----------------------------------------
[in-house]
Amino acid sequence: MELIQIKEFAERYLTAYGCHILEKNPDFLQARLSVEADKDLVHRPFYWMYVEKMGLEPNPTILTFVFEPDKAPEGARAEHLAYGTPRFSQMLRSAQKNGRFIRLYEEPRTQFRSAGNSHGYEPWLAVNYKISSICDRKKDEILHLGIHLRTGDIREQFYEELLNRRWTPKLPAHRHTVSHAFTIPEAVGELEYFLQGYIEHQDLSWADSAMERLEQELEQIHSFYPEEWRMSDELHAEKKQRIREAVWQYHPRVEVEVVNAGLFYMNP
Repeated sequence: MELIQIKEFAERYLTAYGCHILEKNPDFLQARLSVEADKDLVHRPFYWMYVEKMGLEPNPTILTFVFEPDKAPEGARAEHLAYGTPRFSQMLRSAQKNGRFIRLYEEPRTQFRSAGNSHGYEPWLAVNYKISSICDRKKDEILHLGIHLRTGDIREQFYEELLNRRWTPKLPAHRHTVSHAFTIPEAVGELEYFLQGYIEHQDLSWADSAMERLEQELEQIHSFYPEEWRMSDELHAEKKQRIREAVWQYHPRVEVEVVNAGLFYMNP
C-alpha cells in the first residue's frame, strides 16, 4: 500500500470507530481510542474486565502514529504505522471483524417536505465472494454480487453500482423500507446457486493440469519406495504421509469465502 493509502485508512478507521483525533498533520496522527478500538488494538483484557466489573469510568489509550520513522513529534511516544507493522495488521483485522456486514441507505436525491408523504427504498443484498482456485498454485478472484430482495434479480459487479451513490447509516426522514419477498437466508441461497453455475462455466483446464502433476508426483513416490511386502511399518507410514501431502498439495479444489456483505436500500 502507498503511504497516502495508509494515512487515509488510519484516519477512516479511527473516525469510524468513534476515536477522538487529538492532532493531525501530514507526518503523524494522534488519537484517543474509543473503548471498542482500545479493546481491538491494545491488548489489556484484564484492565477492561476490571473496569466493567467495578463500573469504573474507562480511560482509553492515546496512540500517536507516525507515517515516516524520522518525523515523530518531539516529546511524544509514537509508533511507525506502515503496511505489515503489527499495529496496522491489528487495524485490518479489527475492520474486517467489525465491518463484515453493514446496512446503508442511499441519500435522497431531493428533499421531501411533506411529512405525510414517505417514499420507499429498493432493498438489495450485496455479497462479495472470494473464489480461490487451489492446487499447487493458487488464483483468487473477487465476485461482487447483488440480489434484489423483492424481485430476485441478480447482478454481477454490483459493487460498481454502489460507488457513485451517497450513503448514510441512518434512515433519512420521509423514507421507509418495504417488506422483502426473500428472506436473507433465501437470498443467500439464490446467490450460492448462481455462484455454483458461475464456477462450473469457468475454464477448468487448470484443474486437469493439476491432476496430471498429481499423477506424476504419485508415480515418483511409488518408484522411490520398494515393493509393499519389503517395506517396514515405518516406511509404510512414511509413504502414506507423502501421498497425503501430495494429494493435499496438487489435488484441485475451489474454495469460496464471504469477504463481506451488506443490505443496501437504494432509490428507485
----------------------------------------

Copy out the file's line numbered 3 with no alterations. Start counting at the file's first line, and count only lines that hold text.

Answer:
Repeated sequence: MELIQIKEFAERYLTAYGCHILEKNPDFLQARLSVEADKDLVHRPFYWMYVEKMGLEPNPTILTFVFEPDKAPEGARAEHLAYGTPRFSQMLRSAQKNGRFIRLYEEPRTQFRSAGNSHGYEPWLAVNYKISSICDRKKDEILHLGIHLRTGDIREQFYEELLNRRWTPKLPAHRHTVSHAFTIPEAVGELEYFLQGYIEHQDLSWADSAMERLEQELEQIHSFYPEEWRMSDELHAEKKQRIREAVWQYHPRVEVEVVNAGLFYMNP